Saturday, 04 August 2012
By JN Hong
In many things, I have learnt not to be too caustic towards other people. I often adopt this tone when I really dislike something–under the guise of sarcasm, I make very disparaging remarks, and the lines between where I’m being serious and joking blur. Unfortunately people get offended easily, especially when something as sacred as the modern pilgrimage to overseas countries, is questioned. It is certainly something that is important as being born again for many Christians today.
A lot time has to be spent at the beginning of any conversation exerting that I was generalising. I wasn’t talking about all missions trips, and I wasn’t judging any specific one. It was a general trend that I’ve been assessing and thinking about, not any specific trip I was thinking about. Moreover, while on the topic of mission, I feel I have to define a lot of the terminology sharply, in case of mis-comprehension. A lot of what we define as missions, is just humanitarian work–people need to differentiate more clearly between the Great Commandment to love God and our neighbour, and the Great Commission. One was a general command, and another was a specific command to the Apostles. I think it is an important distinction to make between the two, and focuses our work, and the work of the Church better.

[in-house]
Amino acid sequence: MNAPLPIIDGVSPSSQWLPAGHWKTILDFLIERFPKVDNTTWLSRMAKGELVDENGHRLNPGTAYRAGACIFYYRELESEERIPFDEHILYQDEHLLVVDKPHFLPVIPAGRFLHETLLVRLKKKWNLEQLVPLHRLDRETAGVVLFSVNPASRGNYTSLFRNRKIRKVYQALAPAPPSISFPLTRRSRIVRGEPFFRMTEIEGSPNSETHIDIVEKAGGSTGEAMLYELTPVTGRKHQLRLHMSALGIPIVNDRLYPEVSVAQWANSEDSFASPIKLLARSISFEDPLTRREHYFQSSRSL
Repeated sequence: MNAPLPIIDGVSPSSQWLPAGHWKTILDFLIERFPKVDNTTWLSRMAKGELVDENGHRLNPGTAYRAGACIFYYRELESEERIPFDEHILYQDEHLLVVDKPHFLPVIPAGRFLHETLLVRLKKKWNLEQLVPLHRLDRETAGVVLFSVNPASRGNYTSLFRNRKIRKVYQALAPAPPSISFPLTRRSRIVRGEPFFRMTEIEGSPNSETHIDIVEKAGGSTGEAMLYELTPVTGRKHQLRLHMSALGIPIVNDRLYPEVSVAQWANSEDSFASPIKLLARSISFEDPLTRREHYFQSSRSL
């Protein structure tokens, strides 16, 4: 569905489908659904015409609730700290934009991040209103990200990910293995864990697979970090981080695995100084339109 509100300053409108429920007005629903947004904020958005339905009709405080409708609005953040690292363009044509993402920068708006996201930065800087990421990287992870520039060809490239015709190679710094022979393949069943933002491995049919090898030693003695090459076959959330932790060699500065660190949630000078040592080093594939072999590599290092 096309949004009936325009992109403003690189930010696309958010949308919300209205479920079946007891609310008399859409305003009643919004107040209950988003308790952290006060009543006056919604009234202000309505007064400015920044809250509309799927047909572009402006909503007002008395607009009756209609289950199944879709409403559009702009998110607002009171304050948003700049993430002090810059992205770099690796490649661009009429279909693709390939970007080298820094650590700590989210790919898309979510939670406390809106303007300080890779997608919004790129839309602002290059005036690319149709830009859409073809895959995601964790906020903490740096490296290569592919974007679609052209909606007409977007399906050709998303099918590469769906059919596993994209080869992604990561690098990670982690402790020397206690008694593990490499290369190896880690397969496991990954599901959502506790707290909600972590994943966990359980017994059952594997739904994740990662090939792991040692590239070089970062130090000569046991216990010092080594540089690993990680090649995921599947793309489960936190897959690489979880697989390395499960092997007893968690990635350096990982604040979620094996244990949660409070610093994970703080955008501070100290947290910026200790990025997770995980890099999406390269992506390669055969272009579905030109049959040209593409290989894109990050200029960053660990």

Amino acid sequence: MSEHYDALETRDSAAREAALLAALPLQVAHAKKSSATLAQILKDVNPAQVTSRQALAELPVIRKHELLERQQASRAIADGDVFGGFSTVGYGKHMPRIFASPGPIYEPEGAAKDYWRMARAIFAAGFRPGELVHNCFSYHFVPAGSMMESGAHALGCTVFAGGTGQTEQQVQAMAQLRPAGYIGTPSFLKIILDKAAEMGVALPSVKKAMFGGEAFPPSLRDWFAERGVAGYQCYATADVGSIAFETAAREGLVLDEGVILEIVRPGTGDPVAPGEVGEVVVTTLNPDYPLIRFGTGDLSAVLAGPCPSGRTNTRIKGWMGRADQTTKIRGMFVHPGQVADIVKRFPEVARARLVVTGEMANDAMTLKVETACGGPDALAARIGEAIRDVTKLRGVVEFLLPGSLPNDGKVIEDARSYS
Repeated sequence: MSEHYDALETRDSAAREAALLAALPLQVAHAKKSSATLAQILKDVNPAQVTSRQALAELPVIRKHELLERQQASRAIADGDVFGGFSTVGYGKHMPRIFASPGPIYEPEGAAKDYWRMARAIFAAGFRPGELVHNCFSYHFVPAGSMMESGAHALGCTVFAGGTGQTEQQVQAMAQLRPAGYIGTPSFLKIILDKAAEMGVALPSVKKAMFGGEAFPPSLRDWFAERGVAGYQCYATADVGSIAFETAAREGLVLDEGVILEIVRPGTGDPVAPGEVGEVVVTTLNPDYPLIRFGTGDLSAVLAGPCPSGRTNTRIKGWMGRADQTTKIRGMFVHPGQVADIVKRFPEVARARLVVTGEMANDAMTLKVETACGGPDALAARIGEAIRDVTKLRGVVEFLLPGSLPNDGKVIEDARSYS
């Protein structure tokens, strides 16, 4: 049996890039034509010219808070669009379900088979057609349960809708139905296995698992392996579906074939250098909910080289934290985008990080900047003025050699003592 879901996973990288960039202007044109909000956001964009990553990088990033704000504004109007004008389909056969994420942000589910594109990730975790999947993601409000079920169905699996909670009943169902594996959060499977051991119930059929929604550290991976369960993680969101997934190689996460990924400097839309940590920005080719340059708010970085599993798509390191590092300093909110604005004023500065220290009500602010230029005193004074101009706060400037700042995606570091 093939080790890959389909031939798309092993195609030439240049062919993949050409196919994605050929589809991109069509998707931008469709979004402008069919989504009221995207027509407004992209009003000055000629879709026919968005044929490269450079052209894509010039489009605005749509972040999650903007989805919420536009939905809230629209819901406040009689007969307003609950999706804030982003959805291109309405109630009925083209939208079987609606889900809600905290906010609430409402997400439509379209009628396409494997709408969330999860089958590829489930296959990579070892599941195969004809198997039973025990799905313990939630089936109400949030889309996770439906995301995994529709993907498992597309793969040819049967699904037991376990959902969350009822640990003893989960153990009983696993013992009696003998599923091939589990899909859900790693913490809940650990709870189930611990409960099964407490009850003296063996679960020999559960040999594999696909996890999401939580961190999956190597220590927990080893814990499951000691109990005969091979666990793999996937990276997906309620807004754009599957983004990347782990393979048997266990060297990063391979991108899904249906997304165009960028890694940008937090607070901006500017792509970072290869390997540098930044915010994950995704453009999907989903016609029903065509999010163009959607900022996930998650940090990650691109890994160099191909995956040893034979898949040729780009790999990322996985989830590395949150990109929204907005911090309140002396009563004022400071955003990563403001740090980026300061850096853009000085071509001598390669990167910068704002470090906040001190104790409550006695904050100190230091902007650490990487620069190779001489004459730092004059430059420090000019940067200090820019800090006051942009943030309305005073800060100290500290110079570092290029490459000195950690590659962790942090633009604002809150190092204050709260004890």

There was a time ago when someone on twitter referred to short term missions as a “holy vacation”. I feel I can identify a lot with that–a lot of the time there is a disconnectedness between our lives and *their* lives–whereever we would visit. Whether it be children in Kenya, or unbelievers in Europe, I feel that the knowledge of the transient nature of the trip is not really in the spirit of missions. I don’t think that missions was ever a short term thing and that God’s mission is anything less than a lifetime calling. Boiling it down to its essentials, the intention of short term missions is to satisfy the shallow rootedness of our modern culture.Short term missions is a sterilised version of what missions is supposed to be. How can you evangelise if we are not willing to/cannot fundamentally engage with the people are to convert? That is, living, and essential becoming one of them. What I understand of the gospel is that there is a certain relational core at the gospel–whether it be between God and us, and our ambassadorship to non-believers. The whole delivery and action of the gospel is a relational gospel. If we are operating on a trip that does not respect that connection, I don’t see how any gospel presentation could be efficacious.“So, being affectionately desirous of you, we were ready to share with you not only the gospel of God but also our own selves, because you had become very dear to us.” 1 Thessalonions 2v.8This is all background to my main reason I have not been on an overseas short-term mission. The real reason is that if I ever went on one is I don’t think I would ever be able to come back. To live among people who live in a world so diametrically opposed to our system, it would kill me that such injustice exists in this world. I can read about it in books and newspapers, but to be among them, I don’t think I could ever stand to come back.Call me simple, I still think it’s amazing to twist the tap and seeing clean water to come out–not in meager droplets, but in full flow. It amazes me continually opening the fridge door and pouring out milk from the carton, I’m still looking for where the cow is. How does a fridge even stay so cold? It all blows my mind. This land which we live in is a world away from people who have so much less than what we have. I don’t really have the words to say how peculiar this Western world we live in is. It’s always changing. I’ve been reading a lot on the character of Malcolm X this year. He’s a fascinating character. But the world he in inhabited was vastly different from the world today, and that was merely 40 years ago.Even reading about Malcolm X, I’m merely halfway through the library’s collection at the moment. All this knowledge is stacked rows upon rows, shelves upon shelves as far as the eye can see, as high as the eye can see. To step back into a developing country, where most of these cultures still might rely on the aural tradition–I would consider it as a time machine to centuries past. It is a real challenge to what we have perceived as the norm.To immerse oneself in a culture with no amount of resources to even live, let alone consider the realities of the Gospel–I don’t think our Gospel can be complete while we remain firmly rooted in our native countries. I think our modern world and its comfort is a great blessing, and to find people that live with less than we have, I don’t think that we can just leave. I don’t think that if missions is done correctly, that we can possibly share the Gospel, and come away from them without a broken heart for the lost.I know at the start, I mentioned the importance of distinguishing between good works and the Gospel, but I think the two go hand-in-hand. I don’t think you can build orphanages, you can build houses, you can heal the sick, you can do any good work, without seeing the needy with the eyes of eternity. I don’t think you can preach the Gospel without essentially becoming one of them in their grief and sorrows. The two work together as two hands of the Saviour. That is what missions is to me.I am terrified perhaps, that I might not come back to the place where comfort is a daily reality.